David Claerbout Interview: Virtual Image Making

Meet the praised Belgian artist David Claerbout, who works with moving images that resist information, narration and the passage of time. We visited Claerbout in his studio in Antwerp, Belgium, where he told us about some of his intriguing projects – from creating a 360-degree journey around a room with Elvis Presley, to a completely different take on a classic animated Disney film.

Claerbout works with what he describes as “virtual image making.” Early on, he knew that his work would be a sort of resistance against information in images as well as a fight between “clock-time” and the plurality of duration: “Which is frightening in a way because it means that you no longer can define a space of time.” In a medium “that is “over defined by clock time,” Claerbout makes pieces that last a millennium, fifteen hours, or a loop of ten minutes, such as in the silent single channel video projection, ‘King’ (after Alfred Wertheimer’s 1956 picture of a young man named Elvis Presley)’ (2015-2016). In ‘King’, we encounter 21-year-old Elvis on the brink of stardom. Claerbout was initially attracted to the fact that Elvis was not at the centre of the picture’s composition: “I love pictures that don’t have a particular core, or a particular depth, a particular point to which everything narrows down.” Claerbout started collecting images of Elvis’ naked skin, stitching them together, and then found two look-alikes which he digitally pieced together and transformed into ‘The King’: “So the look-alikes disappeared underneath Elvis’ skin.”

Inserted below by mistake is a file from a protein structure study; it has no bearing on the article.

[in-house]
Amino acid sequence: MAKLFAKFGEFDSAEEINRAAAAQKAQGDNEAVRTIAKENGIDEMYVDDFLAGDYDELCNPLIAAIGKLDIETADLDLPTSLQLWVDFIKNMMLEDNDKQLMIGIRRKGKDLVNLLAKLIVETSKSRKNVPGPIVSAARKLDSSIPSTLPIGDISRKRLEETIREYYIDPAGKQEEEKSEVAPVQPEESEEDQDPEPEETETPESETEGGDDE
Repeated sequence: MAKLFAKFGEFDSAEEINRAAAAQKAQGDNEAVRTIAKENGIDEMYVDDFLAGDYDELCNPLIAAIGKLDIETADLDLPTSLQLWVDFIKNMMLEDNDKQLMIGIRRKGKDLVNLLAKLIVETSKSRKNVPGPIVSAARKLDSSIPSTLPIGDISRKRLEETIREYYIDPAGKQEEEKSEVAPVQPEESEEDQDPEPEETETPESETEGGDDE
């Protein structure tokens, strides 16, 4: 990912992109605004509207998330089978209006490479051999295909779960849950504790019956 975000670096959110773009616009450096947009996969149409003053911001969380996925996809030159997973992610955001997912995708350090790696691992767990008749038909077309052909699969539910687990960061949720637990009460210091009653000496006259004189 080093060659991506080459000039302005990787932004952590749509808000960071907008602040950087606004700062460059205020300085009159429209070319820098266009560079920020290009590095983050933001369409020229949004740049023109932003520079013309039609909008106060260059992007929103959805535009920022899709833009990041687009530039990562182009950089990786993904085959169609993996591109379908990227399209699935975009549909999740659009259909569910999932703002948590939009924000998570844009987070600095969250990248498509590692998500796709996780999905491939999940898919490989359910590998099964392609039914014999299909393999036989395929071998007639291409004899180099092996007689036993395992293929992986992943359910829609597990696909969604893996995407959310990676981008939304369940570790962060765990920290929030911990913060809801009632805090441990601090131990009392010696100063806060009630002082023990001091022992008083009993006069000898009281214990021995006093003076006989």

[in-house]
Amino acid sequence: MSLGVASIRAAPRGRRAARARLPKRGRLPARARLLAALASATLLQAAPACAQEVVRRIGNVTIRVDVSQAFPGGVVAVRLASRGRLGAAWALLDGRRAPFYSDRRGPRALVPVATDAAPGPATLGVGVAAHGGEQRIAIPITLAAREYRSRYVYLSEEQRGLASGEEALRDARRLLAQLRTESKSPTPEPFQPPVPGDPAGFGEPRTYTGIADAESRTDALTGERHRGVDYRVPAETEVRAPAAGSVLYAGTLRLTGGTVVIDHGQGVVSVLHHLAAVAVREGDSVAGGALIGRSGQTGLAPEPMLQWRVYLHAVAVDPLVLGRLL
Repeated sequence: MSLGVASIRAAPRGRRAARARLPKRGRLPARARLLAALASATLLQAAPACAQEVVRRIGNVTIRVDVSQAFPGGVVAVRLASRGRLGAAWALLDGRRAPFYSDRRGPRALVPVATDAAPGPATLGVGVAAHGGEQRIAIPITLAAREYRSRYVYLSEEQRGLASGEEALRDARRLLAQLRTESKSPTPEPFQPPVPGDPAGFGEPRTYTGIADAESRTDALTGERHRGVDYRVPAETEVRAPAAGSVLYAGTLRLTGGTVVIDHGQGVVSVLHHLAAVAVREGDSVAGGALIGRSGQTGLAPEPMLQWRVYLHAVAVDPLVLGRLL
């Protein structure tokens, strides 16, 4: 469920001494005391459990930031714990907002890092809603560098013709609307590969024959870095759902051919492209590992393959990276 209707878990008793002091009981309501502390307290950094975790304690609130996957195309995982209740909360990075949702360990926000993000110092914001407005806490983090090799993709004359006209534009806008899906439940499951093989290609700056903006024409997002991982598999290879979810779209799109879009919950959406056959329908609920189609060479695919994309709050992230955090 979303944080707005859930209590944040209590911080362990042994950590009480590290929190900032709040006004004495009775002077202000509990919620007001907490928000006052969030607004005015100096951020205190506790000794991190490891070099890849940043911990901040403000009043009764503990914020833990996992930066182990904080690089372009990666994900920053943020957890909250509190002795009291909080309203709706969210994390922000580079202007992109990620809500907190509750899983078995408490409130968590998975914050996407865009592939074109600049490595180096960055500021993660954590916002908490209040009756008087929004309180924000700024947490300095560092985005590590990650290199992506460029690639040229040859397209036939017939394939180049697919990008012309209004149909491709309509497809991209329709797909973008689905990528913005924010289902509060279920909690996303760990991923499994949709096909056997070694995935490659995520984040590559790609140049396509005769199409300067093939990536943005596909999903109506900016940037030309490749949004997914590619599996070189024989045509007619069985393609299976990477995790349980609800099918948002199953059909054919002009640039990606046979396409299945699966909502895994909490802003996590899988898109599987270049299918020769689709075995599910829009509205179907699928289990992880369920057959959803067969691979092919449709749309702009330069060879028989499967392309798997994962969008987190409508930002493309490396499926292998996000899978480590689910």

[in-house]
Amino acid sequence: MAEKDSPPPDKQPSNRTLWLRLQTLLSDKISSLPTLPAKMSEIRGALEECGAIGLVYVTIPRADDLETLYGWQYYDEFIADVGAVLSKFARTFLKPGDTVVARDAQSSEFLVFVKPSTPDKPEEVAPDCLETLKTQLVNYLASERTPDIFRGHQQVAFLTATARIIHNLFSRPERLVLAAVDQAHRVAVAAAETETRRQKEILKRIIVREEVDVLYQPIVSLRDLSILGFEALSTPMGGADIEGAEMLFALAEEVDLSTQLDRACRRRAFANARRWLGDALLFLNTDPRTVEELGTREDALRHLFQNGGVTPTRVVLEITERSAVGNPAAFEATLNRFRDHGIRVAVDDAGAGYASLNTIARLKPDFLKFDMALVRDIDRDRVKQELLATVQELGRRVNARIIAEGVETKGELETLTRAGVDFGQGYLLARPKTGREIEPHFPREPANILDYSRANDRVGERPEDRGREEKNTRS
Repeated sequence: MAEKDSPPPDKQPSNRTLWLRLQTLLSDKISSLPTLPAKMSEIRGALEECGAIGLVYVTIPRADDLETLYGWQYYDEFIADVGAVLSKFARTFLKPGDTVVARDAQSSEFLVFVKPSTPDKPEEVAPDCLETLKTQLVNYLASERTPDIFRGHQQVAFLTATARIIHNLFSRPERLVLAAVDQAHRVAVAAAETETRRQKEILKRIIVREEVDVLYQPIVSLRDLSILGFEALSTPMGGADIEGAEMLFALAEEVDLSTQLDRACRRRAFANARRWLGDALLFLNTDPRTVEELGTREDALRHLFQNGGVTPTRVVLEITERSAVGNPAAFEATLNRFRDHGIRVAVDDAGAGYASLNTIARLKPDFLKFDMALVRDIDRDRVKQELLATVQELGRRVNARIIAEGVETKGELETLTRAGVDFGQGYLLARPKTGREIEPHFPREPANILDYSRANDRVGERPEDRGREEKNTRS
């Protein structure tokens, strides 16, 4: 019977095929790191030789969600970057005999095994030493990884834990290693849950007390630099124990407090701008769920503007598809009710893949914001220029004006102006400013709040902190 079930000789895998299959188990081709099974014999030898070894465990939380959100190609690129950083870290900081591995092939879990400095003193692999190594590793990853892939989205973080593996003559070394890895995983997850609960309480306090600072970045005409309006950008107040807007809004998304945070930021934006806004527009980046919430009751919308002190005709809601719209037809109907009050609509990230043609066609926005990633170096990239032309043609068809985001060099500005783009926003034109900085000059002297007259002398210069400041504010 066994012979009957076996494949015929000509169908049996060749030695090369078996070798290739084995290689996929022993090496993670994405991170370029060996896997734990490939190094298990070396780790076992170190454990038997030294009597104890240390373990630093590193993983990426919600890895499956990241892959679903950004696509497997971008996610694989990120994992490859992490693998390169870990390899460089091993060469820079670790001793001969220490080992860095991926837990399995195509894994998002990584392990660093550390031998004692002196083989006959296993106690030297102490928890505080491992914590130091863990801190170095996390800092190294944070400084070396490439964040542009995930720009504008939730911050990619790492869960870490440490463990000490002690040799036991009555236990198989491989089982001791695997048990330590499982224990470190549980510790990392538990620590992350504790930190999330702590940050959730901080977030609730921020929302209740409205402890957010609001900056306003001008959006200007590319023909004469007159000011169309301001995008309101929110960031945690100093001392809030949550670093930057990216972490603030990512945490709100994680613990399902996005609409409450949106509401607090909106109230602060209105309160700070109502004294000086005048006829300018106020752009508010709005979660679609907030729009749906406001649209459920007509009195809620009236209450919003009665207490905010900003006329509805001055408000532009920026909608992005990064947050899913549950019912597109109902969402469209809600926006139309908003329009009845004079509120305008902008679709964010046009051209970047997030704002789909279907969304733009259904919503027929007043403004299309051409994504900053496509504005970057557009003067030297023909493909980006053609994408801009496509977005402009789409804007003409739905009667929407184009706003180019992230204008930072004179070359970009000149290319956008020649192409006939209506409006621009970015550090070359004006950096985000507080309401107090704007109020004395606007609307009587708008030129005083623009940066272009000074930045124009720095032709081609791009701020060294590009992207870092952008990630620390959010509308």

“I’ve always thought that one of the privileges that an artist has is to have time to waste.” Claerbout also talks about ‘The Pure Necessity’ (2016), which re-imagines ‘The Jungle Book’ from 1967, exploring what happened to the characters of the original movie: “I imagine they have retired. They are very old and lonely.” Claerbout explains how research concerning the effect that enclosure has on animals, sparked the idea to do “the negative version of ‘The Jungle Book’,” sucking out all the energy of the original: “All these things which fundamentally don’t belong to the moving image… Animation is a celebration of life, of inert matter.”

David Claerbout (b. 1969) is a Belgian artist, whose work combines elements of still photography and moving images. Using photography, video, and digital-editing tools, Claerbout creates large-scale video installations that provoke questions of time, memory, and truth. Solo exhibitions include Van Abbemuseum in Eindhoven, Centre Georges Pompidou in Paris, National Museum of Contemporary Art in Athens, Pinakothek der Moderne in Munich, and SFMoMA in San Francisco. For more see: https://davidclaerbout.com/

David Claerbout was interviewed by Roxanne Bagheshirin Lærkesen in Antwerp, Belgium in February 2020

Camera: Jakob Solbakken

Produced and edited by Roxanne Bagheshirin Lærkesen

Cover photo: From ‘King (after Alfred Werthheimer’s 1956 picture of a young man named Elvis Presley)’ (2015-2016) by David Claerbout. Courtesy of the artist

Copyright: Louisiana Channel, Louisiana Museum of Modern Art, 2020

Supported by Nordea fonden

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